The domain, apparently acquired by OpenAI, takes users right to ChatGPT

ChatGPT has just received a huge upgrade that will make accessing the AI ​​chatbot much easier.

The domain name in a new tab) now forwards to OpenAI’s ChatGPT. The domain was acquired in 2021, but was not resolved to an actual site until this week.

Mashable spoke with a prominent domain broker who claimed credit for facilitating the sale, Jeffrey Gabriel of in a new tab), to find out more. Gabriel was the broker(Opens in a new tab) involved in what was then the record sale of (Opens in a new tab) in a new tab) domain for $13 million in 2010.

Because of the terms of the sale, Gabriel said he could not directly confirm who was the buyer of in a new tab) was, but the conversation left little room for interpretation. Alternative explanations, like someone doing OpenAI a huge multi-million dollar favor, strain plausibility.

Mashable asked OpenAI to confirm that it was the buyer of the domain, but the company has yet to respond.


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“It obviously becomes public information when you go to it,” Gabriel told Mashable.

As for the final sale price, Gabriel said a domain “likes” in a new tab) would go for over $10 million in today’s market. Gabriel also confirmed that prior to the acquisition(Opens in a new tab) was listed at a public asking price of $11 million.

According to Gabriel, in a new tab) received regular offers since he started brokering the domain.

“Every week someone was offering a hundred thousand, two hundred thousand, a million dollars,” he says.

One interested buyer, Gabriel says, was Amazon, although he believes their interest was in using the domain for the upcoming Amazon Internet product, more than for an artificial intelligence-based one. However, the e-commerce giant eventually passed on the purchase of the domain. Interestingly, says Gabriel, companies like Nvidia and Intel that are invested in AI showed no interest when approached about the domain.

“It’s interesting when you sell names like these and go to the industry leaders,” Gabriel said. “A lot of the time they don’t want them or are unwilling to pay bigger price tags. And it’s usually the smaller, less established company that doesn’t have the name or the brand yet that needs to make a splash or do something to make them more memorable to to create that perception of industry leadership.”

“Now I don’t know if (the buyer) really needed it,” he continued. “But it will pretty much solidify that product as the leader. It’s done that in a matter of weeks or months, right? This kind of buzz and usage will take some companies 10 or 20 years to get to.”

Because of their brevity and rarity, two-letter .com domain names are considered to be among the holy grail domains of the industry. Only 676 possible combinations exist, and they’ve all been registered for a long time, meaning the only way to get one is to pay a premium in the aftermarket. In accordance NameBio(Opens in a new tab) and DNJournal(Opens in a new tab), two sites that track public domain sales, even the most random two-letter .com combination hasn’t sold for less than a minimum of $100,000 in at least the past decade. Last year’s biggest two-letter domain sale, in a new tab)was purchased for $3.8 million.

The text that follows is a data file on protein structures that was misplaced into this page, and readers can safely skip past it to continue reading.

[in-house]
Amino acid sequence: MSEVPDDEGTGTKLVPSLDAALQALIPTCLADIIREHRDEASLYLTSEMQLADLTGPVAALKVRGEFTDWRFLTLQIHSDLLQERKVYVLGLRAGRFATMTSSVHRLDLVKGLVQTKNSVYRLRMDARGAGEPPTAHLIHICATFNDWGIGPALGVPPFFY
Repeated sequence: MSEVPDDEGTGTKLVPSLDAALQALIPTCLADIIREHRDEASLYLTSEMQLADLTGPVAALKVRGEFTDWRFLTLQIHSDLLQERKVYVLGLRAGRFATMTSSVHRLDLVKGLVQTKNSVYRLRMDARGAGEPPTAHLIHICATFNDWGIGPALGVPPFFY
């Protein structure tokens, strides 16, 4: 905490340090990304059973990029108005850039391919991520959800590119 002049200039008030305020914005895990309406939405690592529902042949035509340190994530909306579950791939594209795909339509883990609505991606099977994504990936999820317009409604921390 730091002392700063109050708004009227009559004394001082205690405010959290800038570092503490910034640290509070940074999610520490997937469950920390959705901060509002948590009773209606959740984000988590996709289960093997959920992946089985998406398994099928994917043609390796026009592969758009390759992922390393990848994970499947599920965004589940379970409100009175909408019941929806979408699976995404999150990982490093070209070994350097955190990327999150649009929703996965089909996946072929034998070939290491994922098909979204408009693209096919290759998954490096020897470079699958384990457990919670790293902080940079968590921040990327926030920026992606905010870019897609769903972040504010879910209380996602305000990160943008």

Domain trading outlets such as DomainInvesting(Opens in a new tab) first reported the sale of in a new tab) in September 2021 after noticing that the domain was transferred. Future Media Architects, a domain investment company that has tens of thousands of domain names in its portfolio, had owned in a new tab) for 15 years before the sale, Gabriel said. After the acquisition of in a new tab) was complete, the domain remained unused during this time. Then, on February 15, 2023, some social media users started doing it notice(Opens in a new tab) that in a new tab) forwarded to ChatGPT.

Not long after, in a new tab) acknowledged(Opens in a new tab) the online chat with a tweet.

“The cat’s out of the bag! We’re proud to say we were part of in a new tab) domain sales. Exciting to see what they do with it!” @sawsells posted, including a ChatGPT hashtag.

OpenAI’s ChatGPT first opened to the public in November 2022 and quickly became the face of the exploding artificial intelligence trend in the tech world. In just two months, ChatGPT amassed a user base of over 100 million users, and became fastest growing the app of all time.

Even with the growing popularity of AI apps, Gabriel doesn’t think the sale price would be much different if it was acquired today instead of a year and a half ago due to various financial issues. However, he believes there are probably more than a few companies now regretting the choice not to pursue the domain.

“A lot of companies had the opportunity to buy it, and now that Mashable is reporting it, it probably means that Microsoft will know that (the buyer) has it, Amazon will see that it’s sold to someone else,” Gabriel says. “I think there are people in meetings today who say, ‘Who the hell missed this?’

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